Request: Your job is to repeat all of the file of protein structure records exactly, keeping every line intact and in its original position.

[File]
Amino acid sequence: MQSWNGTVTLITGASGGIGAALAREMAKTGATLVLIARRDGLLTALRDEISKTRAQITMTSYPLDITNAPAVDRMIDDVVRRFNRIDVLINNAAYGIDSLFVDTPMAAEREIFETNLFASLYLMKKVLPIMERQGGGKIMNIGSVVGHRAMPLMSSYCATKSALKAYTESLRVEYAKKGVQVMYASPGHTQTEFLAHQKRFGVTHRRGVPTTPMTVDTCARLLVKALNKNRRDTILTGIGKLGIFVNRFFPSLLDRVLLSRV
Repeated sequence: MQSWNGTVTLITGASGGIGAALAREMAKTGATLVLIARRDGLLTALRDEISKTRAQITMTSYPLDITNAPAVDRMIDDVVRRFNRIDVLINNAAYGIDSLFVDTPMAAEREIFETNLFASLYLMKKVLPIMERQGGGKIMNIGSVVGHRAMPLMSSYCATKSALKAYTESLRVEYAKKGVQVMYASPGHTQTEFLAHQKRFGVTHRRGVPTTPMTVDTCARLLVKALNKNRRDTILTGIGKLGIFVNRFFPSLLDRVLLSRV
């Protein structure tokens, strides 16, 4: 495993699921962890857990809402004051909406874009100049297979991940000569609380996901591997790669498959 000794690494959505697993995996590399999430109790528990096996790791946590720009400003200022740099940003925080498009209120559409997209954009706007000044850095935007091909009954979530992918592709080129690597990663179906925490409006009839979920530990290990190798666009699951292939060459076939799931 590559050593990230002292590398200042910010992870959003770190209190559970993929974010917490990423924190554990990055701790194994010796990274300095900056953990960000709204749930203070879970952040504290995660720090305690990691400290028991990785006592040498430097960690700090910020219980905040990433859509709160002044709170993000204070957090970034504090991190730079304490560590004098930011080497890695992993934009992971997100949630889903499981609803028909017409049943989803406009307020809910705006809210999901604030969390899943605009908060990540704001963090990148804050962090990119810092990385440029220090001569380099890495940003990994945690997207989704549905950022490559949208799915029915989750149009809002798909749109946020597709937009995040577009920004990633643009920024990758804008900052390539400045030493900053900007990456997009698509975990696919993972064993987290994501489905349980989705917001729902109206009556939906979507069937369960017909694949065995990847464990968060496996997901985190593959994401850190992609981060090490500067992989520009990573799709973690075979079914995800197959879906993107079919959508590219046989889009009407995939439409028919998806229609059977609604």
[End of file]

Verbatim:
Amino acid sequence: MQSWNGTVTLITGASGGIGAALAREMAKTGATLVLIARRDGLLTALRDEISKTRAQITMTSYPLDITNAPAVDRMIDDVVRRFNRIDVLINNAAYGIDSLFVDTPMAAEREIFETNLFASLYLMKKVLPIMERQGGGKIMNIGSVVGHRAMPLMSSYCATKSALKAYTESLRVEYAKKGVQVMYASPGHTQTEFLAHQKRFGVTHRRGVPTTPMTVDTCARLLVKALNKNRRDTILTGIGKLGIFVNRFFPSLLDRVLLSRV
Repeated sequence: MQSWNGTVTLITGASGGIGAALAREMAKTGATLVLIARRDGLLTALRDEISKTRAQITMTSYPLDITNAPAVDRMIDDVVRRFNRIDVLINNAAYGIDSLFVDTPMAAEREIFETNLFASLYLMKKVLPIMERQGGGKIMNIGSVVGHRAMPLMSSYCATKSALKAYTESLRVEYAKKGVQVMYASPGHTQTEFLAHQKRFGVTHRRGVPTTPMTVDTCARLLVKALNKNRRDTILTGIGKLGIFVNRFFPSLLDRVLLSRV
């Protein structure tokens, strides 16, 4: 495993699921962890857990809402004051909406874009100049297979991940000569609380996901591997790669498959 000794690494959505697993995996590399999430109790528990096996790791946590720009400003200022740099940003925080498009209120559409997209954009706007000044850095935007091909009954979530992918592709080129690597990663179906925490409006009839979920530990290990190798666009699951292939060459076939799931 590559050593990230002292590398200042910010992870959003770190209190559970993929974010917490990423924190554990990055701790194994010796990274300095900056953990960000709204749930203070879970952040504290995660720090305690990691400290028991990785006592040498430097960690700090910020219980905040990433859509709160002044709170993000204070957090970034504090991190730079304490560590004098930011080497890695992993934009992971997100949630889903499981609803028909017409049943989803406009307020809910705006809210999901604030969390899943605009908060990540704001963090990148804050962090990119810092990385440029220090001569380099890495940003990994945690997207989704549905950022490559949208799915029915989750149009809002798909749109946020597709937009995040577009920004990633643009920024990758804008900052390539400045030493900053900007990456997009698509975990696919993972064993987290994501489905349980989705917001729902109206009556939906979507069937369960017909694949065995990847464990968060496996997901985190593959994401850190992609981060090490500067992989520009990573799709973690075979079914995800197959879906993107079919959508590219046989889009009407995939439409028919998806229609059977609604």